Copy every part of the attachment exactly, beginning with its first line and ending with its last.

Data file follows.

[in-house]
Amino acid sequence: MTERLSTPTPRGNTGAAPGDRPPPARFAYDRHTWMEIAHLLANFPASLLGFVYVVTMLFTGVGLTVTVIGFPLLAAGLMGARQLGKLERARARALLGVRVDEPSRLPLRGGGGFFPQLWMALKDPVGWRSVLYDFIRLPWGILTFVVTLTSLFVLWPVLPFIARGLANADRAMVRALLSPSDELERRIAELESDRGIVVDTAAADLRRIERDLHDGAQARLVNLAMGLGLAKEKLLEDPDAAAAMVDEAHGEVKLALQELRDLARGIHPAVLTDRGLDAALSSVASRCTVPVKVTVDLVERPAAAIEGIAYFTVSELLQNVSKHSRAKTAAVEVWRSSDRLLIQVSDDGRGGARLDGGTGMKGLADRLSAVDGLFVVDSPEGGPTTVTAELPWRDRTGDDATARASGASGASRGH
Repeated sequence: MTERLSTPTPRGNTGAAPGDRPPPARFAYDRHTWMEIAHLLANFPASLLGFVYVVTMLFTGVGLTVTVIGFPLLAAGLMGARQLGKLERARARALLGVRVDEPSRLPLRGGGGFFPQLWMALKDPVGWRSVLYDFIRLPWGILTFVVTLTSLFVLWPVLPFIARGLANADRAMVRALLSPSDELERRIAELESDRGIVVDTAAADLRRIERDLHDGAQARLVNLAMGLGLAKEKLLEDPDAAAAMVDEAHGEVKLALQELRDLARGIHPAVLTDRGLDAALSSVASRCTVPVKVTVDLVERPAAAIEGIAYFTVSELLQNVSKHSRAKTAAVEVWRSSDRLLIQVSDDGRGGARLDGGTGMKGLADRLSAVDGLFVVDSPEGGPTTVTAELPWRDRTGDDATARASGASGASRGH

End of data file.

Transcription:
[in-house]
Amino acid sequence: MTERLSTPTPRGNTGAAPGDRPPPARFAYDRHTWMEIAHLLANFPASLLGFVYVVTMLFTGVGLTVTVIGFPLLAAGLMGARQLGKLERARARALLGVRVDEPSRLPLRGGGGFFPQLWMALKDPVGWRSVLYDFIRLPWGILTFVVTLTSLFVLWPVLPFIARGLANADRAMVRALLSPSDELERRIAELESDRGIVVDTAAADLRRIERDLHDGAQARLVNLAMGLGLAKEKLLEDPDAAAAMVDEAHGEVKLALQELRDLARGIHPAVLTDRGLDAALSSVASRCTVPVKVTVDLVERPAAAIEGIAYFTVSELLQNVSKHSRAKTAAVEVWRSSDRLLIQVSDDGRGGARLDGGTGMKGLADRLSAVDGLFVVDSPEGGPTTVTAELPWRDRTGDDATARASGASGASRGH
Repeated sequence: MTERLSTPTPRGNTGAAPGDRPPPARFAYDRHTWMEIAHLLANFPASLLGFVYVVTMLFTGVGLTVTVIGFPLLAAGLMGARQLGKLERARARALLGVRVDEPSRLPLRGGGGFFPQLWMALKDPVGWRSVLYDFIRLPWGILTFVVTLTSLFVLWPVLPFIARGLANADRAMVRALLSPSDELERRIAELESDRGIVVDTAAADLRRIERDLHDGAQARLVNLAMGLGLAKEKLLEDPDAAAAMVDEAHGEVKLALQELRDLARGIHPAVLTDRGLDAALSSVASRCTVPVKVTVDLVERPAAAIEGIAYFTVSELLQNVSKHSRAKTAAVEVWRSSDRLLIQVSDDGRGGARLDGGTGMKGLADRLSAVDGLFVVDSPEGGPTTVTAELPWRDRTGDDATARASGASGASRGH